Brexit uncertainty: What implications for Nigeria?

14 July 2016

Brexit caught the world unawares. How will this impact Nigeria? We believe there will be both short term and medium term impacts.

In the short term:

  • Brexit is bad timing for Nigeria. Just as they have addressed the fuel subsidy and FX regime issues – setting them up for a rebound following the massive reduction in oil prices – Brexit creates market turmoil;
  • When there is this much uncertainty, there is always a flight to safety, with capital flowing into USD, Yen, gold or other safe haven assets, and out of emerging markets. So although Nigeria is not involved in Brexit, they will feel the impact.

What that means is it could take a longer time for the flexible exchange rate market to take off because the market was banking on Foreign Portfolio Investments (FPIs) as liquidity suppliers. Right now, the Central Bank of Nigeria (CBN) remains the major liquidity provider through interventions and that has implications for foreign reserves (US$26.3 billion, -9%YtD). 

Relatedly, Brexit may cause a possible delay in Nigeria's capital raising plans. There is a Eurobond issuance in the pipeline, which should be very attractive because of yield and Nigeria's superb fiscal position at the Federal level. But Brexit could derail investors' short-term appetite, meaning that if Nigeria wants to keep to the original timetable, the pricing will increase.

Similarly, with the USD strengthening, crude prices have been declining, putting further pressure on the economic rebound. If production returns to normal, Nigeria can do fine with oil in the $45-$50 range, but if it drops out of this range to $30s (or worse), it will further delay their recovery.

Looking at the medium-term, the biggest risk to Nigeria is if corporations and portfolio managers focus on the Brexit issue and stop paying attention to Nigeria and Africa. Foreign Direct Investments (FDIs) as at 2015 had declined 66% from a peak of US$8.6 billion in 2009, reaching its lowest level in the past 11 years. With the implementation of the flexible exchange rate regime, we had expected a rebound of interest in investing in Nigeria, albeit lagged. Though Nigeria ranks 169th in ease of Doing Business, the reality is their size and future demographics make Nigeria perhaps the last untapped large opportunity for international companies seeking growth. This interest is essential to help in the rebound, and bring them back to growth rates in excess of 5%. So just as Nigeria was generating interest on the basis of diversification into many other sectors (beyond oil), they may find it harder to get their attention right now.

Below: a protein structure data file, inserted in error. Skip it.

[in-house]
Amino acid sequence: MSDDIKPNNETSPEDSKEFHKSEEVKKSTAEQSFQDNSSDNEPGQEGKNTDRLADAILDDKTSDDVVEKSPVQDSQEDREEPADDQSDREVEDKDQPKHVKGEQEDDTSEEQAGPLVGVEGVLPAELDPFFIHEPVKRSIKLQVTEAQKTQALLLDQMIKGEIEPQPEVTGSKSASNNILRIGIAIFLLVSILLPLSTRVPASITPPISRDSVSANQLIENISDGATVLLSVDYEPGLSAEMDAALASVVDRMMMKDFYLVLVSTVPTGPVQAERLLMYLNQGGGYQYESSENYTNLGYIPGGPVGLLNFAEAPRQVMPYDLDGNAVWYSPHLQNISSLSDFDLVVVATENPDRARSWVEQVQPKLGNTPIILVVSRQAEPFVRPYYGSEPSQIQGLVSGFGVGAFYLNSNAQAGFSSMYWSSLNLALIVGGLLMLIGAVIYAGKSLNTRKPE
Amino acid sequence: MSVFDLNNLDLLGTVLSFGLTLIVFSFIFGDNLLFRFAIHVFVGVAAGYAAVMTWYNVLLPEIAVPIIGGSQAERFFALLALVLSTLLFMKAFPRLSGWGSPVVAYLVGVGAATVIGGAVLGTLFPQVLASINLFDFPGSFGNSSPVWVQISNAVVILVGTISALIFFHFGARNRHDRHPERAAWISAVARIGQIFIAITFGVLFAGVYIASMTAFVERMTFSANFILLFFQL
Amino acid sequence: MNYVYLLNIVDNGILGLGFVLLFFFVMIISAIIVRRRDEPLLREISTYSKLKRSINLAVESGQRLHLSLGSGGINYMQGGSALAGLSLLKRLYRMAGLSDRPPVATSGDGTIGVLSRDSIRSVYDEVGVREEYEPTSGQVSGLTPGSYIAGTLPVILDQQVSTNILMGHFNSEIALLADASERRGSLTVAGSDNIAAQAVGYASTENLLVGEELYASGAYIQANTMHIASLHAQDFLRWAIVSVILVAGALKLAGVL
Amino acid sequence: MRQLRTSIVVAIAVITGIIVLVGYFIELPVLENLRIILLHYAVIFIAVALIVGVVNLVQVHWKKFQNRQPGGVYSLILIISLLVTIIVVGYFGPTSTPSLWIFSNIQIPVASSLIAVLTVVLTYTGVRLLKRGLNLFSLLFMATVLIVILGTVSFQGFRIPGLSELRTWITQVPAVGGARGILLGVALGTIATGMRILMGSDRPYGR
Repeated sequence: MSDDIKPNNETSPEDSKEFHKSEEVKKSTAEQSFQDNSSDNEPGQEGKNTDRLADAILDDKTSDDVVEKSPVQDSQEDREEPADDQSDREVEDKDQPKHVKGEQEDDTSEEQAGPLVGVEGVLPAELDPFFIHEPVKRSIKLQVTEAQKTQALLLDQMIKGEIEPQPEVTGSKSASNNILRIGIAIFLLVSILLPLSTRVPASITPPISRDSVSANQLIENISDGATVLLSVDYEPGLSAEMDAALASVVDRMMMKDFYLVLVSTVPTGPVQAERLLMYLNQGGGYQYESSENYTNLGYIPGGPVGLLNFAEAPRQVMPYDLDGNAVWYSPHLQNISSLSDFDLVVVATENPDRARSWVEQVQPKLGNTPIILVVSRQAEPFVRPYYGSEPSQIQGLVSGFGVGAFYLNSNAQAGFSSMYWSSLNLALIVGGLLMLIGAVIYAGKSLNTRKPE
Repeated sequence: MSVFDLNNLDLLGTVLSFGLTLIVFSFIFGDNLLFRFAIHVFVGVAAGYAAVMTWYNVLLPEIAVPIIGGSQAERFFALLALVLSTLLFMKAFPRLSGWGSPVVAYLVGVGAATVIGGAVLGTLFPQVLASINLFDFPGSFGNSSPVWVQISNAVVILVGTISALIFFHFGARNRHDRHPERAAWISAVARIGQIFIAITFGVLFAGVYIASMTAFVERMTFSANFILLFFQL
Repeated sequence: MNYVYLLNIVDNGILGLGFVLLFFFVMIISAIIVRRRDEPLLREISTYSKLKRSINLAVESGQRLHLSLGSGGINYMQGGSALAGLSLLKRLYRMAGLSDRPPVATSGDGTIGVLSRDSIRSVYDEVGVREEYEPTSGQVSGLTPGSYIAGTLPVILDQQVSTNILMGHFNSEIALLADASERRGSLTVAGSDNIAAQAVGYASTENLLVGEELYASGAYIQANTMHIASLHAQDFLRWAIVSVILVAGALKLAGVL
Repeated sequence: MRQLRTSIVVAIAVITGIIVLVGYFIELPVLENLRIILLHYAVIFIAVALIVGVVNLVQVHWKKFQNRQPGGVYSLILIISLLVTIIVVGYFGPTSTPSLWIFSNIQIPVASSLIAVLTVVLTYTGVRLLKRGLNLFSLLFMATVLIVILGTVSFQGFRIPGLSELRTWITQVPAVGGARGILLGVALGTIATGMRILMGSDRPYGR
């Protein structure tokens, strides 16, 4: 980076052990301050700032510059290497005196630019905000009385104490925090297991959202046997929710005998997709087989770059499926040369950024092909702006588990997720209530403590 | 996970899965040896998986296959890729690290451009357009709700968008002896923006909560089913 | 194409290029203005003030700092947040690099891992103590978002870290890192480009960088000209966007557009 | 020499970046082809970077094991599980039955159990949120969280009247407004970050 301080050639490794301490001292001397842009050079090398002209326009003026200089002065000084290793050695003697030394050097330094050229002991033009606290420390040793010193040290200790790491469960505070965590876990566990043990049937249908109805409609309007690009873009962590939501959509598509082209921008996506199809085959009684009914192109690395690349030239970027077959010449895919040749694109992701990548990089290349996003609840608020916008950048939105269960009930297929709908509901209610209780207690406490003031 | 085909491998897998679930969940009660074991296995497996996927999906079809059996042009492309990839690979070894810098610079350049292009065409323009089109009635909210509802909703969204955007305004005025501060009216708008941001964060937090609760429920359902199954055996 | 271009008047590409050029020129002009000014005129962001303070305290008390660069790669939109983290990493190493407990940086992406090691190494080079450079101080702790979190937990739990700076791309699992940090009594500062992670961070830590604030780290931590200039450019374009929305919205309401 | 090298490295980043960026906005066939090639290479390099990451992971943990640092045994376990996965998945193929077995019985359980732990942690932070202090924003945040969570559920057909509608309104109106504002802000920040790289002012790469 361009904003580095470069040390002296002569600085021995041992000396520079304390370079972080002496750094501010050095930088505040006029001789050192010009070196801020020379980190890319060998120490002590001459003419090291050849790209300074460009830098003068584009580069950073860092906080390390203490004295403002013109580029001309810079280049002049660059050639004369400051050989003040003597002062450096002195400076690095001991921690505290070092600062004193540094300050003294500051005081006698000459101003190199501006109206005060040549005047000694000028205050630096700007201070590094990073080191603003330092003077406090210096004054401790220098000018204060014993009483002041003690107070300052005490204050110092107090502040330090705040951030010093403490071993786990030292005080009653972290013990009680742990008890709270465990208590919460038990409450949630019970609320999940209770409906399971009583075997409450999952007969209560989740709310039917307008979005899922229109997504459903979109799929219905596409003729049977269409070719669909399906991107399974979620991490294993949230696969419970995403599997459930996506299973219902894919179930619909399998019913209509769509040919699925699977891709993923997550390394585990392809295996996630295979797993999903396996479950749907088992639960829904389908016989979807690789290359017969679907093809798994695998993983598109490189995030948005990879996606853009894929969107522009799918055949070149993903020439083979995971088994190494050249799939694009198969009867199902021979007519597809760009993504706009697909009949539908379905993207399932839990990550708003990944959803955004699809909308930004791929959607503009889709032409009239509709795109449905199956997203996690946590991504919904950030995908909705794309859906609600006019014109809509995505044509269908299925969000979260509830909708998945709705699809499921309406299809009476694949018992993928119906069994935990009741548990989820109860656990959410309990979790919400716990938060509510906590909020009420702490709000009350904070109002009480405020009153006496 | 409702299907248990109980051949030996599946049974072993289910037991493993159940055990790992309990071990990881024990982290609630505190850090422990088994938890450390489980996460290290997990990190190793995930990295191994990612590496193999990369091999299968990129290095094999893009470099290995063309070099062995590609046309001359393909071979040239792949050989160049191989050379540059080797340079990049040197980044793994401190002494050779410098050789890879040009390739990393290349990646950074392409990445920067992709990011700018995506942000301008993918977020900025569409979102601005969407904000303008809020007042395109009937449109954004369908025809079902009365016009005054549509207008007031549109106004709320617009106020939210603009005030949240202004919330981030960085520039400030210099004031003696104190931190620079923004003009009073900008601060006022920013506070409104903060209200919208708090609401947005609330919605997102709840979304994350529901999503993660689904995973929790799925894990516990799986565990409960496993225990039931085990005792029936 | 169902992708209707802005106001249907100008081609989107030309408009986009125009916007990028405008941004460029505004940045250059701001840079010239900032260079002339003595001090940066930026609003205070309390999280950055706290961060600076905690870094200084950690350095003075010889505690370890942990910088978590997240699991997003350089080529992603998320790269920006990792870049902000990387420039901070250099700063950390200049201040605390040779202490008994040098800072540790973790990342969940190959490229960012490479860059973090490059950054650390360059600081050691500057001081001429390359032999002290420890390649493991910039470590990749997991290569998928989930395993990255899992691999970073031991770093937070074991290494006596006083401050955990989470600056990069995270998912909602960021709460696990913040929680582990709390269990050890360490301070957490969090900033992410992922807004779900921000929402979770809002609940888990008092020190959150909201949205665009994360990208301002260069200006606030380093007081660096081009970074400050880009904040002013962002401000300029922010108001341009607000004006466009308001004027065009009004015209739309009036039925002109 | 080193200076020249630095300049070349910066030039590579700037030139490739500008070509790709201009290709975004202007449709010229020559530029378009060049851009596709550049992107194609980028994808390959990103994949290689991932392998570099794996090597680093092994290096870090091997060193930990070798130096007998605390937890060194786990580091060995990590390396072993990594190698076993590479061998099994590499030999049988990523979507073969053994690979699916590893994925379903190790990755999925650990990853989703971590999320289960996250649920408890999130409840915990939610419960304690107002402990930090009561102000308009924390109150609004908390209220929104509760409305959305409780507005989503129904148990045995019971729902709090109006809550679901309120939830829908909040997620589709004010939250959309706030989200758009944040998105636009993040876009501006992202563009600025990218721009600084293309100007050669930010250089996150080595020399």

But overall, we do not think the Brexit uncertainty will derail the positive trajectory we believe Nigeria is on; the country is turning the corner and even if a little delayed, the prospects for Nigeria are bright. 


Dr. Andrew S. Nevin, Partner and Chief Economist at PwC Nigeria
Profile | Email | +234 (0) 806 059 3528

Other articles by Andrew S. Nevin



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